I think I would use MWMs advice, and also make sure he does not get into the role playing games like WOW. They actually stimulate the same chemical in the brain that cocaine does. They are dangerous, and as addictive as drugs.
  9. Jena

    Jena New Member

    ML the swimming thing sounds great. It's great exercise, and I think its good for tone and muscle. Not a huge one for losing weight. I know i tried this past summer lol.

    Games are difficult, I just had an incident with difficult child last night over poptropica? she almost tossed computer at me....... ahh good times, lol.

    I use it as a reward, like if she does her hw she can have 20 min. that works well it gets hard when i have to end her time with it. I have to do countdowns, 5 min. left, etc.

    Swimming sounds great though. I am now struggling with the weight issues due to the medication. Besides her normal jumping around the house lol, i need to start figuring out how to burn those calories
  10. Rotsne

    Rotsne Banned

    We have introduced family walks and tours to the nearest public swimming pool. As rolemodels we have to take the first step. I cannot tell my children to be active and remain in the sofa myself. They will soon see it as a kind of double standard.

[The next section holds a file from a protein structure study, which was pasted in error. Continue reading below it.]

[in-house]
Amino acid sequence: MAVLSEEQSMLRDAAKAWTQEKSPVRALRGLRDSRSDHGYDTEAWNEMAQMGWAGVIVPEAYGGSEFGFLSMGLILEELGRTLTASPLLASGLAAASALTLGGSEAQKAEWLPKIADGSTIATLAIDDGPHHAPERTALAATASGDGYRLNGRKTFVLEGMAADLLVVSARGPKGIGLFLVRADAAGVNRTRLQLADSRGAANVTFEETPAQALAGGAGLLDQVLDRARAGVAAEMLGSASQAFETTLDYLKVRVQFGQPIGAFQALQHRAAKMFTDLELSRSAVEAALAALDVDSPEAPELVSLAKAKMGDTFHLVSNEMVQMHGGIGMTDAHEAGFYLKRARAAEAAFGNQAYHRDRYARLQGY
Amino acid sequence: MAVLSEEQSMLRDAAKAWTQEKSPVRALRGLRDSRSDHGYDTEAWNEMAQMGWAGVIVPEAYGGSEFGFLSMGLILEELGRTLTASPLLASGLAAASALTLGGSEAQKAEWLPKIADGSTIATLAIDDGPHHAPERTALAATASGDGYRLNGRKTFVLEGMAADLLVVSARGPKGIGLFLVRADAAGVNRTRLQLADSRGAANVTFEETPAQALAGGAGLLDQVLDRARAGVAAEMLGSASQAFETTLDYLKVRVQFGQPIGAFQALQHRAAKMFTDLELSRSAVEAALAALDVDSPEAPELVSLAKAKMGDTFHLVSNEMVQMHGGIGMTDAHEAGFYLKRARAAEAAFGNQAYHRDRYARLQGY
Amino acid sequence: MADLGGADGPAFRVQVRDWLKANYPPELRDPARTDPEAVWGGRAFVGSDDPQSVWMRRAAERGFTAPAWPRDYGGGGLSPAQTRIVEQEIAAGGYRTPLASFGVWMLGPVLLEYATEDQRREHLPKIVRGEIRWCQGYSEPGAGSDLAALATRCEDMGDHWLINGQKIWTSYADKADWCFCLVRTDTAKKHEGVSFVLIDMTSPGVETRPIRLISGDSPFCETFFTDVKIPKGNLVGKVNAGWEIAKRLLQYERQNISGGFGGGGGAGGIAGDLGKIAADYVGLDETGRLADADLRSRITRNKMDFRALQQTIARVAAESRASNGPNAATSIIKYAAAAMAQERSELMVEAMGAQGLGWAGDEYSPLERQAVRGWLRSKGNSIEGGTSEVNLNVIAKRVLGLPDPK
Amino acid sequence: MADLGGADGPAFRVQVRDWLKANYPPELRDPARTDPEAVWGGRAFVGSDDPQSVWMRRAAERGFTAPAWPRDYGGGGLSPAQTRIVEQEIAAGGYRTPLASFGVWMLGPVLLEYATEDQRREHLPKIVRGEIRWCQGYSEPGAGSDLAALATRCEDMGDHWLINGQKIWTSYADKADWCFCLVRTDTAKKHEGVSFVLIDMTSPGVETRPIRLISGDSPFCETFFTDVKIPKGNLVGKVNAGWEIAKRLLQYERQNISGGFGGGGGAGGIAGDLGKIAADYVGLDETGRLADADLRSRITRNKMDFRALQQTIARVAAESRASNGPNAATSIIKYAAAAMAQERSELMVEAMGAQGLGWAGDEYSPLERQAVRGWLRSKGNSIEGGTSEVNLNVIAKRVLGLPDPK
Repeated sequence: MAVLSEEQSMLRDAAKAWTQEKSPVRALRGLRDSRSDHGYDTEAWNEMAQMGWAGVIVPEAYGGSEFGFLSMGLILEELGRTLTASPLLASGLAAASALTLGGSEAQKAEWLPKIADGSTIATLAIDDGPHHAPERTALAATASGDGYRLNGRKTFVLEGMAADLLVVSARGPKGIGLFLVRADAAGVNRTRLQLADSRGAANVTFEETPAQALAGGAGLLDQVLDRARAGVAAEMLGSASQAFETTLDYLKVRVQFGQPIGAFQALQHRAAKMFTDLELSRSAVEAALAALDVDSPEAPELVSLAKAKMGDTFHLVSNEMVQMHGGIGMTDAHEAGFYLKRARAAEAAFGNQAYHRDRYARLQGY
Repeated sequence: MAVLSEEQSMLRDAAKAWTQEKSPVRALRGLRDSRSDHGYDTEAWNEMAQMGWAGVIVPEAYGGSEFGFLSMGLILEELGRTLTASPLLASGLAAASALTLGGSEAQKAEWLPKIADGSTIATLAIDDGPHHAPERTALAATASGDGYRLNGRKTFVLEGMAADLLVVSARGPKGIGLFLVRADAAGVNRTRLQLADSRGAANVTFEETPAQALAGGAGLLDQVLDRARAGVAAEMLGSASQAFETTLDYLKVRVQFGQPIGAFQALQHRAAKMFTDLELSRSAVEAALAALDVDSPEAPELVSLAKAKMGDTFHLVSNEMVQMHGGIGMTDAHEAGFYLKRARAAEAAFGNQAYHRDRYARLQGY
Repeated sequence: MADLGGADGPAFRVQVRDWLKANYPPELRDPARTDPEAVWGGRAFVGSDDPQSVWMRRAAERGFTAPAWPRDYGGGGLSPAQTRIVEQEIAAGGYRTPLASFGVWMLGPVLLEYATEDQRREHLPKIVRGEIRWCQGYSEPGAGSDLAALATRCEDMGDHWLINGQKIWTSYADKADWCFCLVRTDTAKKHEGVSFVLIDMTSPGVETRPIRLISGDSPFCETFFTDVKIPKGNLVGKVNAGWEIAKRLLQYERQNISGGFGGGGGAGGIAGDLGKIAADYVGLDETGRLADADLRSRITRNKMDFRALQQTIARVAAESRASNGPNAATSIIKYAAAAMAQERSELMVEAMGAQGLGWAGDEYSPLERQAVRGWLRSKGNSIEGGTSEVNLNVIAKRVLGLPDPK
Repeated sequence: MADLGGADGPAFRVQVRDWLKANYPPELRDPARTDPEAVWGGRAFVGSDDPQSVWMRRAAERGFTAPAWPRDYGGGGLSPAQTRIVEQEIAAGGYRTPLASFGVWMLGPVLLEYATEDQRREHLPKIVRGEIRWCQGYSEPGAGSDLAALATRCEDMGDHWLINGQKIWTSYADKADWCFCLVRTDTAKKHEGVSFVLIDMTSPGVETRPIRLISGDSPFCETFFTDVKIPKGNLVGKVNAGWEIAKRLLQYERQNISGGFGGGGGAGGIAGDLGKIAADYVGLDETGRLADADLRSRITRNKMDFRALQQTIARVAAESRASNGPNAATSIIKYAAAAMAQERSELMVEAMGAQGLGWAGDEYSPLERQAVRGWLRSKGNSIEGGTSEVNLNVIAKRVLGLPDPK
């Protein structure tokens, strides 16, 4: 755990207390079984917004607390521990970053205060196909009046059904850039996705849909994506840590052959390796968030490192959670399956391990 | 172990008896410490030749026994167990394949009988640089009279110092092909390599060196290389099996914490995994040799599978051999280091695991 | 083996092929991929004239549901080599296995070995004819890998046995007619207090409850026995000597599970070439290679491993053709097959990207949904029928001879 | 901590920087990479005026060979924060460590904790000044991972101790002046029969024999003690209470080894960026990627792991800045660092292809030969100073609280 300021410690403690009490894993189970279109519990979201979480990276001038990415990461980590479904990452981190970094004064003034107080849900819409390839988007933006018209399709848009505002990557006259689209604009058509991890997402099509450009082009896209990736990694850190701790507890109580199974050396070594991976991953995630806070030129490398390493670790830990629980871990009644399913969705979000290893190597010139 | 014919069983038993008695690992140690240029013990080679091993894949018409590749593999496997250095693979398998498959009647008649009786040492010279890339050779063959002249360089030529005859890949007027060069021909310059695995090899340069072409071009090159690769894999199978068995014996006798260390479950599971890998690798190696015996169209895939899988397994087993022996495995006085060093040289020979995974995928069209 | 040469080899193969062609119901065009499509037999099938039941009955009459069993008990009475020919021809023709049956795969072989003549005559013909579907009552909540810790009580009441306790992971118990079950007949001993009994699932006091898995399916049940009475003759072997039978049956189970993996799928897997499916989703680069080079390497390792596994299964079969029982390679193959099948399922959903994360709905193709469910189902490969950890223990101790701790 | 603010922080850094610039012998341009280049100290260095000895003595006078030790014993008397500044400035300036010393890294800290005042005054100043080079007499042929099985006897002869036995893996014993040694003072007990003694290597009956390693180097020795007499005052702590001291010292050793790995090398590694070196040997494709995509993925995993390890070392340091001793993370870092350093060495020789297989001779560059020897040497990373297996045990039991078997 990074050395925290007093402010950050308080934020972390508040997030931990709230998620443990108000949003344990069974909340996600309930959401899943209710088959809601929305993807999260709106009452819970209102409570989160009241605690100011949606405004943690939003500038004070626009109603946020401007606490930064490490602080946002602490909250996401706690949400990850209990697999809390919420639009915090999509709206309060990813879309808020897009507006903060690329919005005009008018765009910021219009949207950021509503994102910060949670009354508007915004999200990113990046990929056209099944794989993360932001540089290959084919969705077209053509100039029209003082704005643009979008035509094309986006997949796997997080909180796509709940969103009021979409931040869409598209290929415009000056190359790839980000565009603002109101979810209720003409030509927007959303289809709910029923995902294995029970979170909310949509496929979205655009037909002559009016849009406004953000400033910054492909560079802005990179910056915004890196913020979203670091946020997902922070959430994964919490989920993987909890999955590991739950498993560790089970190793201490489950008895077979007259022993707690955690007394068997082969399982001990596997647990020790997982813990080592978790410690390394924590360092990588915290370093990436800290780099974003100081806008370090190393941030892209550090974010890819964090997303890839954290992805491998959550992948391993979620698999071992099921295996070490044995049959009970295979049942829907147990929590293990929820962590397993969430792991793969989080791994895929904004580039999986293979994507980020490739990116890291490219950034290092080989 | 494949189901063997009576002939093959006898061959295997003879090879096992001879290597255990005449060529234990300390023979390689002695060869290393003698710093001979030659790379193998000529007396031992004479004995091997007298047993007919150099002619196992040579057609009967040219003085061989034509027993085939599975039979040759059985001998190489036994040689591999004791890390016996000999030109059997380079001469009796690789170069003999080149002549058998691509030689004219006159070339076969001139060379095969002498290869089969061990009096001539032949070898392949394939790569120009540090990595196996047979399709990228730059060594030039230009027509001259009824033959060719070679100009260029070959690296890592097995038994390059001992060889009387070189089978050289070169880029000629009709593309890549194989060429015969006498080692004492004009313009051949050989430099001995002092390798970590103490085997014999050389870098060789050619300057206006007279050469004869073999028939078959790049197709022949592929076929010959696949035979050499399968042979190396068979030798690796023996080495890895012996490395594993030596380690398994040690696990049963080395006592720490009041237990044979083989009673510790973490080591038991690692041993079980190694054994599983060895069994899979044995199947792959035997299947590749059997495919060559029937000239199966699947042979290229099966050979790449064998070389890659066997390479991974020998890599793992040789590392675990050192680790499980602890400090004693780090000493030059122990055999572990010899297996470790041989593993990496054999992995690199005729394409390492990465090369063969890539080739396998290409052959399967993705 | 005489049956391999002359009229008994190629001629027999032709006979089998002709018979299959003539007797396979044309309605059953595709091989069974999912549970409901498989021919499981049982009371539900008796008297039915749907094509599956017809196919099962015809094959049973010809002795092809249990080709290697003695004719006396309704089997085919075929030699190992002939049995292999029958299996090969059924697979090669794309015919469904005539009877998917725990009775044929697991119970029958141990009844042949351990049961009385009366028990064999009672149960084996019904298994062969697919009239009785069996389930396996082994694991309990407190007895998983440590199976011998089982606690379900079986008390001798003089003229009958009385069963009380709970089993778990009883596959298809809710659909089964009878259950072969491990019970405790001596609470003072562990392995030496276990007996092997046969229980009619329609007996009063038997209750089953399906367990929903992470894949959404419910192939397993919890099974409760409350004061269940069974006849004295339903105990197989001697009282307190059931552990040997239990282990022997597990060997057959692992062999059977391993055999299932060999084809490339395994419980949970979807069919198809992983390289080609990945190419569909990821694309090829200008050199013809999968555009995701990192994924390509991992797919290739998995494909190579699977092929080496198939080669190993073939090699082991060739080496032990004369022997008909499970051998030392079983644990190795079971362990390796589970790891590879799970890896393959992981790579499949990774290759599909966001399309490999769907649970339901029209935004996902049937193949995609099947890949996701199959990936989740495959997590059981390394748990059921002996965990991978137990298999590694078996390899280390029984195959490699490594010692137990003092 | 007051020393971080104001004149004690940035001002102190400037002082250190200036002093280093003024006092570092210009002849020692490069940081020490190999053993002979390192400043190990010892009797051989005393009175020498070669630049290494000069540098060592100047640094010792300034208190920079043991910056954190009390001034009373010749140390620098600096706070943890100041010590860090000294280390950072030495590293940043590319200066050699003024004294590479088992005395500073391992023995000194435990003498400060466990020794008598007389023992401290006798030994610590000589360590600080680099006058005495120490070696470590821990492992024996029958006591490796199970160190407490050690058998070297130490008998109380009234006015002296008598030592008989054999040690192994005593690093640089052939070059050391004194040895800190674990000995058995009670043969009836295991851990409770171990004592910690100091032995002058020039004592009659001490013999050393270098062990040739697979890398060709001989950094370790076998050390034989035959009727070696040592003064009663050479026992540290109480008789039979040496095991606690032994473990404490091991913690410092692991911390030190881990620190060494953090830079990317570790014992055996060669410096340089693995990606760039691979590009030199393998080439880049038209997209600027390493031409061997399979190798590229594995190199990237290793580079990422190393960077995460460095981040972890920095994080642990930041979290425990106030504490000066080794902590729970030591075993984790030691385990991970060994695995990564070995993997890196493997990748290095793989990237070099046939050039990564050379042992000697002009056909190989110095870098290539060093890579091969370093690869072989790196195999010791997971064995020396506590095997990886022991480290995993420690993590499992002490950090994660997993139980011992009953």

While I back in my youth was both a marathon runner and an Ironman, we have none of our children in competitive sports. We only do it for fun and in order to be together about something.
  11. ML

    ML Guest

    Yikes Steely he does play WOW, that's his current thing. Thanks for the tip, I'll be extra careful.
  12. Kjs

    Kjs Guest

    Wow - you guys are all so good.

    difficult child is on the computer or XBOX360 most of the time.
    We did get him (he asked for it) the Wii Fit for his birthday two weeks ago. Soon as the holidays settle down I promised him I would do it with him every day.

    He is also a "master" at DDR. He told me there isn't anyone (at the mall or movie theatre) that even comes close to him. I watch kids watch him. Amazing. I can't even see the silly arrows. Surely could never move my feet and body like that.
    He does play that at home too. So there IS some excersize games.

    He sometimes would sit for 5 or 6 hours straight at the computer.

    New carpet = no eating in the living room.